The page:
CF patients are generally experts on their own condition and they are treated by specialist physicians at specialist CF centers. We have to monitor ourselves, make observations and provide feedback to our specialist medical team (including respiratory doctors, physiotherapists, dieticians and others). In this way, we settle upon and regularly review the optimum blend of treatments in partnership with our medical team. In my opinion, it would be impossible to treat CF in any meaningful way without high quality feedback and an effective partnership between patient and doctor.  

Individuals attach different weights to risks and benefits and even their own risk tolerances may change over time according to their disease state and life circumstances. Perhaps there is a need for a new regulatory approach which allows individuals to have a bigger role in determining whether the benefits of a new treatment outweigh the risks in their personal context. 

These are not arguments for regulators to make specific decisions on behalf of each individual after somehow divining their unique risk tolerance. In fact, they are arguments in favour of a reduced scope of regulation which sees more decision-making authority delegated to the individual or, more accurately, the doctor-patient partnership. I believe these issues are particularly relevant to decisions about new drugs for rare diseases where the perception of benefits and the tolerance for risks are perhaps more subjective. Treatment options can have a material impact on the trajectory of the disease and quality of life.

The FDA makes its decisions based on a hypothetical average risk tolerance but there is really no such person as the average patient. It is unfortunate that patients in the US will, for now, be deprived of this important treatment option partly because the FDA committee members felt it would be a bad risk/benefit trade for a hypothetical patient that exists only in their minds.   

Fortunately, in CF and other rare disease cases, the patients themselves are often expert and working in partnership with specialist medical teams so a greater level of regulatory delegation may well be safe, appropriate and workable. As things unfold, I would urge the FDA to think of itself more as an enabler than a paternalistic gatekeeper when it comes to new drugs for rare diseases. Delegating more of the risk/benefit assessment down to the level of the individual doctor-patient partnership would leave less therapeutic opportunity on the table.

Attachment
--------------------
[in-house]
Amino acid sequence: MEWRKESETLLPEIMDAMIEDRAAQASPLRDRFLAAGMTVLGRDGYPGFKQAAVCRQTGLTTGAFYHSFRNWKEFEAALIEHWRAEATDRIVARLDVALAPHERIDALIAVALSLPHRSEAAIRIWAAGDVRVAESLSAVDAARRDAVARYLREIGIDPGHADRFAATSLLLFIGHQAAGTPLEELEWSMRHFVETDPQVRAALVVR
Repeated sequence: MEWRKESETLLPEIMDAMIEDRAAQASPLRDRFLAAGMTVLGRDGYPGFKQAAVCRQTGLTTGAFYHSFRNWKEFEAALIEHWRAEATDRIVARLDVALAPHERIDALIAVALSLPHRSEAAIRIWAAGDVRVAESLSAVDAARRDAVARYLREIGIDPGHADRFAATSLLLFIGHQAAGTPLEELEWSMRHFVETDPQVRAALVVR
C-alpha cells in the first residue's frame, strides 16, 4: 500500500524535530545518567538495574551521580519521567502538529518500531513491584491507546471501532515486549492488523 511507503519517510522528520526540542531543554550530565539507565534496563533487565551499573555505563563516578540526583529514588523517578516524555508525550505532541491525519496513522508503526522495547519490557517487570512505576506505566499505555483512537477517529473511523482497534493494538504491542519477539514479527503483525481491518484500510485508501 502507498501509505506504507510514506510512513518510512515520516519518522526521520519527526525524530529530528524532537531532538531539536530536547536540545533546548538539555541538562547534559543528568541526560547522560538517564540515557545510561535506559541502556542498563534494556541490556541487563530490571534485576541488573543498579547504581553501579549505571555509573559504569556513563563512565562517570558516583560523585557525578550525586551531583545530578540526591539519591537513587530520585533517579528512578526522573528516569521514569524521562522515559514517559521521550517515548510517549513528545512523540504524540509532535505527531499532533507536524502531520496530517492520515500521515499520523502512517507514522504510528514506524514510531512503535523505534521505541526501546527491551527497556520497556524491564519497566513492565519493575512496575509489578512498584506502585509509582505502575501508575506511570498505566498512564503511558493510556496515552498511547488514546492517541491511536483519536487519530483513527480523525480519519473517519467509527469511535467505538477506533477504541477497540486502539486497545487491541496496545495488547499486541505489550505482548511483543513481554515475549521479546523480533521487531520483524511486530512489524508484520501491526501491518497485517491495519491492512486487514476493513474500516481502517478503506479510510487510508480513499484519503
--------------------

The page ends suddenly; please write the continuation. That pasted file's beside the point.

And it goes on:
A Broader Personal Perspective

The session was streamed live over the FDA’s website and freely accessible. I followed the presentation of the data and subsequent discussion. For me, as a patient, it was fascinating and thought-provoking. It was great to have a window into this world and directly experience how the process works. Subsequently, PADAC confirmed to me that they intend to make the recorded footage available on their website. You can read the briefing materials issued prior to the meeting on the FDA website by clicking on the link below and, when the recording is available, it will be posted on this page too:

There were some really powerful and eloquent submissions during the Open Public Hearing by people in the CF community. As a CF patient, I found these speeches extremely moving, validating and encouraging. These people chose to attend the meeting to give the FDA panel their own unique, super-informed perspectives. As a patient, it is difficult to describe how good it made me feel to hear what was said during this session. It provided very direct confirmation that there are some incredibly bright, talented and committed people, with a true understanding of the problems people with CF face every day, working so hard to help people with CF. We get to know our doctors and other specialists very well in a clinical setting but we are not really aware of all the additional work they do in terms of research and development. Even with brilliant support, CF can be a lonely struggle at times. The risk of cross-infection means we are advised not to meet others with CF. Social media is helping in this respect but that can be a two-edged sword. It is not often that I feel directly understood but, listening to these people speak, I felt not at all like a lone struggler.